Nowadays, when phone calls are diverted to an automated answering system, the woman's voice on the other end speaks in the detached manner and awkward cadence of computer-generated speech. It's a far cry from the flesh-and-blood, motherly-voiced women who, in an era not too long ago, welcomed our calls in what the telephone companies called the "voice with a smile."
To make a kind of video memorial to this army of women who provided those voices with smiles, Canadian documentary maker Caroline Martel dug up hours of footage from about 200 telephone-company corporate training videos to make her film The Phantom of the Operator, which screens today at the Taiwan International Documentary Festival.
"I wanted to show women's contribution to the workforce and their role at the base of the century of communication," Martel said in an interview in Taipei, where she is visiting while her film participates in the festival's competition section.
That role played by the operators, however, has been drastically undercut by the advent of automated systems. Their entire sub-culture is gradually vanishing, Martel said.
This fact prompted her to construct the film using archive footage and a narration that sounds as though it were broadcast from outer space, whispering a contemporary legend about the lives of these iconic 20th-century women to a soundtrack made using an odd, mid-20th century electronic music instrument called the "ondes Martenot."
The result looks and sounds like a dream, with loosely connected flashes that gradually reveal details about operators and the culture in which they worked.
Telephone companies initially employed men to be operators, Martel said, but, fearing that they would unionize, began hiring women to perform the job, correctly calculating that women's high turnover rate would stave of the formation of unions. The task for the companies, then, was to find a way to feminize and glamorize, what was, in fact, a highly stressful, underpaid and difficult job.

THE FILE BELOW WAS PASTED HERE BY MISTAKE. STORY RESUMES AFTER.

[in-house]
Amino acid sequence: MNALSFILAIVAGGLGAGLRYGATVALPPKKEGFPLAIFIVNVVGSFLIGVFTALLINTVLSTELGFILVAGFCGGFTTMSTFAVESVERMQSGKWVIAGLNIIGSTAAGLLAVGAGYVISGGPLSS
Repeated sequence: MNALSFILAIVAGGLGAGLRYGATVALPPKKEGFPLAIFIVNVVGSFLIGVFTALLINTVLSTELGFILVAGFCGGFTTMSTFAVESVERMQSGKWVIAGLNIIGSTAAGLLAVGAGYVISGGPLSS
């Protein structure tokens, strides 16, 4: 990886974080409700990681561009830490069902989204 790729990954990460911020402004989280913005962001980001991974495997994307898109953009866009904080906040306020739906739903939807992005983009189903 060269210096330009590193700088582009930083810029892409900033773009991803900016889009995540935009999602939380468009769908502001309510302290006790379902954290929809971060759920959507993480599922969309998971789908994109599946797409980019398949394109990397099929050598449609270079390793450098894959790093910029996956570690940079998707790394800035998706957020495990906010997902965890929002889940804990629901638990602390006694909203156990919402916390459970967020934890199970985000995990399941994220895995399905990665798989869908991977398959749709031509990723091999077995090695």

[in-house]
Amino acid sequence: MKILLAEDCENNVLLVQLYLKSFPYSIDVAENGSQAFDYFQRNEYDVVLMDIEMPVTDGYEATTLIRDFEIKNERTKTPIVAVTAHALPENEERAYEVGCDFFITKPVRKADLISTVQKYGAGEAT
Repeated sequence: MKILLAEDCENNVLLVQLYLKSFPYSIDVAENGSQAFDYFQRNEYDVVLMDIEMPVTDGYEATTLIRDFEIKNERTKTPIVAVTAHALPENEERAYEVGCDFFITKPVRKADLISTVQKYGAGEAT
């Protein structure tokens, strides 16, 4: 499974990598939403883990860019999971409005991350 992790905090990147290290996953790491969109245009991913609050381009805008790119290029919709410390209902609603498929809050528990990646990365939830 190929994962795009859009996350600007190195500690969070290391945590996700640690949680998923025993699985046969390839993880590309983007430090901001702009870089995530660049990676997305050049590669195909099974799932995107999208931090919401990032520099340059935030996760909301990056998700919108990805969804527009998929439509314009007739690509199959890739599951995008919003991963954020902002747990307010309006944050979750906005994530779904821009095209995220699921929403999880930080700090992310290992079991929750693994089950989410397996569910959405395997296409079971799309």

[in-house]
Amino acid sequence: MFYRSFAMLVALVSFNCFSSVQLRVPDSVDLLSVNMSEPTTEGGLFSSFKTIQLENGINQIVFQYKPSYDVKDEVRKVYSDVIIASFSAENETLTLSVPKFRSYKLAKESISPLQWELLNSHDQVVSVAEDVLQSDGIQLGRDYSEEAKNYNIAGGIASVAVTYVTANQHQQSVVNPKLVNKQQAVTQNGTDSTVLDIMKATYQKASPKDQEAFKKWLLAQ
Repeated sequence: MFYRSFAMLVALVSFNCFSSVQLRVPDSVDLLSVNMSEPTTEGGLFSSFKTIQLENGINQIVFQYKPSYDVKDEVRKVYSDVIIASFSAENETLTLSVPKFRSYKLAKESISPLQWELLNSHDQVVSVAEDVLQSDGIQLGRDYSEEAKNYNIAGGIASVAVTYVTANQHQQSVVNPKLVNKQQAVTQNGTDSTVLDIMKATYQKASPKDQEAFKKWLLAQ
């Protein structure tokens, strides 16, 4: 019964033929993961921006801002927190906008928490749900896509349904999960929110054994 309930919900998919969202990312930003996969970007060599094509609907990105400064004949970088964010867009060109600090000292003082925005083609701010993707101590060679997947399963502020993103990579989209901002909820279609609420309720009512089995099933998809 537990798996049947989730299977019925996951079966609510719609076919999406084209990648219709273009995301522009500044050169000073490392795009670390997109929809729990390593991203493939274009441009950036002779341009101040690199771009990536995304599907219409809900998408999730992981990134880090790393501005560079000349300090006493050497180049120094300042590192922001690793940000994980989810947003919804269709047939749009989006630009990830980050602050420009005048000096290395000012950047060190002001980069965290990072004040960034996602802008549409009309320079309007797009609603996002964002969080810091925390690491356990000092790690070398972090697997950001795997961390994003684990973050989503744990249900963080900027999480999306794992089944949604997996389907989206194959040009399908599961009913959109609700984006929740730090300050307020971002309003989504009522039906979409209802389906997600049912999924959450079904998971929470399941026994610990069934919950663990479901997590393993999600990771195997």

Phantom of the Operator
Directed by Caroline Martel
Running time: 65 minutes
Screening times and location:
tonight, 11:20pm, Showtime Cinema; Thursday, 2pm, Showtime Cinema
The company films that attempt to instill this propaganda are at times hilarious, with third-rate actresses speaking wide-eyed and unconvincingly of the satisfaction that being an operator brings to their lives. The jobs, as they describe them, offer stability, community and an opportunity for them to carry out their nurturing instincts by helping connect people and facilitate inter-personal communication.
In scores of interviews with former operators over a period of nine years, Martel said the women believed wholeheartedly that they fulfilled a unique, indeed, practically motherly role to customers, despite the glaring hardships of the job. She called the operators' attachment to their jobs a "perverse love affair."
The dark side of the job is brought out in many of the clips from the 1930s and 1940s that show the strict regimentation of the job. Operators are marched military-style to their posts at the switchboards, where behind them, matron-like floor managers pace back and forth monitoring speed and accuracy. Clearly, the companies felt no need in that era to mask their goal of achieving maximum employee efficiency. Later, when the frisson of feeling needed by the company had worn off, the companies adopted a new tack, focusing on "the voice with a smile" and sexing up the job.